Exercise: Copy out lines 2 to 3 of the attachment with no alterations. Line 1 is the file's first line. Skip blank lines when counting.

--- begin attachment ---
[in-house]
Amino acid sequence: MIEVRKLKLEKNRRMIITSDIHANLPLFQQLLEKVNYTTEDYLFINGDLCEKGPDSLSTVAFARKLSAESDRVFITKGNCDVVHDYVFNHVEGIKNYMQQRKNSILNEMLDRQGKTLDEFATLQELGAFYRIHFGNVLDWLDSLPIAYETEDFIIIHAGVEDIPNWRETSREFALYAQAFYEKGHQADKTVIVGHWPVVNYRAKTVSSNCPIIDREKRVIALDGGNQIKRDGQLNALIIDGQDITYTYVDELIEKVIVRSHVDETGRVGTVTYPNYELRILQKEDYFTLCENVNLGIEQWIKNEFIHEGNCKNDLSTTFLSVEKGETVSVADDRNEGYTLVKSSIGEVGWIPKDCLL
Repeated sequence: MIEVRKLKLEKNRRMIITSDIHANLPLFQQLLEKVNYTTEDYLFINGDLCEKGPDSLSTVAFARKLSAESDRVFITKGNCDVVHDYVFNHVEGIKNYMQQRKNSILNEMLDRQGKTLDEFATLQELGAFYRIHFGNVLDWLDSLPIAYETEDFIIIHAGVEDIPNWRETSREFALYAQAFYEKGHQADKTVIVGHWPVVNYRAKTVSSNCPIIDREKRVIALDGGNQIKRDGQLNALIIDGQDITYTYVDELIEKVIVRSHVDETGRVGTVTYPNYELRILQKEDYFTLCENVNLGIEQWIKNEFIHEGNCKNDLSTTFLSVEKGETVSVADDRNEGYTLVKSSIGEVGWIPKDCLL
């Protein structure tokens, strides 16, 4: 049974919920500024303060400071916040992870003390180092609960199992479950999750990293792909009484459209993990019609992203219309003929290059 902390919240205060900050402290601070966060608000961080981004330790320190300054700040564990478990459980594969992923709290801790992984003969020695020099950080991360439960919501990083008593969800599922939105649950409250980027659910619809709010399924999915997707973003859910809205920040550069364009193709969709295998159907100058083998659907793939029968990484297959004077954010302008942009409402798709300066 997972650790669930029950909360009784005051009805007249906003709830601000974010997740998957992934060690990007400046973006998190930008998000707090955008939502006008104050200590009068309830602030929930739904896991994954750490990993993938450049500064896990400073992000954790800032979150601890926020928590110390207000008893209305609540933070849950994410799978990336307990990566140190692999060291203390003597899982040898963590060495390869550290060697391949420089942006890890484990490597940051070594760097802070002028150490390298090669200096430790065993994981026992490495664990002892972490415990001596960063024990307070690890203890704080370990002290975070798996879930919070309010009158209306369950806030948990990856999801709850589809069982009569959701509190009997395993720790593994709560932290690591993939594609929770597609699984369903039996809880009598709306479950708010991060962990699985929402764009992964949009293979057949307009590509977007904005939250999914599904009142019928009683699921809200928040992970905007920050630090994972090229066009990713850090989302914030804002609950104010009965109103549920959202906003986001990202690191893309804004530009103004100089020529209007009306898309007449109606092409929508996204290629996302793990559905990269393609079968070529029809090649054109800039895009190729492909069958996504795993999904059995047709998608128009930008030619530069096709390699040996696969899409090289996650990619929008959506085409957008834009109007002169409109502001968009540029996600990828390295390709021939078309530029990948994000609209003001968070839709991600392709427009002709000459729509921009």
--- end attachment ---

Amino acid sequence: MIEVRKLKLEKNRRMIITSDIHANLPLFQQLLEKVNYTTEDYLFINGDLCEKGPDSLSTVAFARKLSAESDRVFITKGNCDVVHDYVFNHVEGIKNYMQQRKNSILNEMLDRQGKTLDEFATLQELGAFYRIHFGNVLDWLDSLPIAYETEDFIIIHAGVEDIPNWRETSREFALYAQAFYEKGHQADKTVIVGHWPVVNYRAKTVSSNCPIIDREKRVIALDGGNQIKRDGQLNALIIDGQDITYTYVDELIEKVIVRSHVDETGRVGTVTYPNYELRILQKEDYFTLCENVNLGIEQWIKNEFIHEGNCKNDLSTTFLSVEKGETVSVADDRNEGYTLVKSSIGEVGWIPKDCLL
Repeated sequence: MIEVRKLKLEKNRRMIITSDIHANLPLFQQLLEKVNYTTEDYLFINGDLCEKGPDSLSTVAFARKLSAESDRVFITKGNCDVVHDYVFNHVEGIKNYMQQRKNSILNEMLDRQGKTLDEFATLQELGAFYRIHFGNVLDWLDSLPIAYETEDFIIIHAGVEDIPNWRETSREFALYAQAFYEKGHQADKTVIVGHWPVVNYRAKTVSSNCPIIDREKRVIALDGGNQIKRDGQLNALIIDGQDITYTYVDELIEKVIVRSHVDETGRVGTVTYPNYELRILQKEDYFTLCENVNLGIEQWIKNEFIHEGNCKNDLSTTFLSVEKGETVSVADDRNEGYTLVKSSIGEVGWIPKDCLL